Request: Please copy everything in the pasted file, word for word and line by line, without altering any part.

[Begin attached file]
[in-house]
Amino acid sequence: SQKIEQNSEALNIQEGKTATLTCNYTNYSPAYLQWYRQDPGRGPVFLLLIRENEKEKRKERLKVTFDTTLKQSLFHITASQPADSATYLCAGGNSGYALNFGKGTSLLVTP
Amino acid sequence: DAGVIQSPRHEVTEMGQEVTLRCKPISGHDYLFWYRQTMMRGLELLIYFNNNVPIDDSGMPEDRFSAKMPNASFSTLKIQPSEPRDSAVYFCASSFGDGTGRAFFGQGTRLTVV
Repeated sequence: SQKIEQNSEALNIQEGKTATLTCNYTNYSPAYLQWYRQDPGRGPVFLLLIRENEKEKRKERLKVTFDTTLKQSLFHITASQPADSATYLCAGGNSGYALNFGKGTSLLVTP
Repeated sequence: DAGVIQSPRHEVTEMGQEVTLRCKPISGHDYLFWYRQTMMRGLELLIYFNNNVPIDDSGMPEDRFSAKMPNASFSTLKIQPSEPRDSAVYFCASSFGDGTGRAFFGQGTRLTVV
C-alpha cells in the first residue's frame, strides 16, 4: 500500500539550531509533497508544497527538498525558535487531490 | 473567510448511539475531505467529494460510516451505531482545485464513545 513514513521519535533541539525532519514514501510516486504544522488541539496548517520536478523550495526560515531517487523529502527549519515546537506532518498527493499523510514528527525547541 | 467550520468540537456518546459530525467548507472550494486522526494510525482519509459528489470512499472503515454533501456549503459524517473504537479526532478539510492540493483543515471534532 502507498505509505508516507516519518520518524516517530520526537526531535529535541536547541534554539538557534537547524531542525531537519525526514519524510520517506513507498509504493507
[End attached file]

[in-house]
Amino acid sequence: SQKIEQNSEALNIQEGKTATLTCNYTNYSPAYLQWYRQDPGRGPVFLLLIRENEKEKRKERLKVTFDTTLKQSLFHITASQPADSATYLCAGGNSGYALNFGKGTSLLVTP
Amino acid sequence: DAGVIQSPRHEVTEMGQEVTLRCKPISGHDYLFWYRQTMMRGLELLIYFNNNVPIDDSGMPEDRFSAKMPNASFSTLKIQPSEPRDSAVYFCASSFGDGTGRAFFGQGTRLTVV
Repeated sequence: SQKIEQNSEALNIQEGKTATLTCNYTNYSPAYLQWYRQDPGRGPVFLLLIRENEKEKRKERLKVTFDTTLKQSLFHITASQPADSATYLCAGGNSGYALNFGKGTSLLVTP
Repeated sequence: DAGVIQSPRHEVTEMGQEVTLRCKPISGHDYLFWYRQTMMRGLELLIYFNNNVPIDDSGMPEDRFSAKMPNASFSTLKIQPSEPRDSAVYFCASSFGDGTGRAFFGQGTRLTVV
C-alpha cells in the first residue's frame, strides 16, 4: 500500500539550531509533497508544497527538498525558535487531490 | 473567510448511539475531505467529494460510516451505531482545485464513545 513514513521519535533541539525532519514514501510516486504544522488541539496548517520536478523550495526560515531517487523529502527549519515546537506532518498527493499523510514528527525547541 | 467550520468540537456518546459530525467548507472550494486522526494510525482519509459528489470512499472503515454533501456549503459524517473504537479526532478539510492540493483543515471534532 502507498505509505508516507516519518520518524516517530520526537526531535529535541536547541534554539538557534537547524531542525531537519525526514519524510520517506513507498509504493507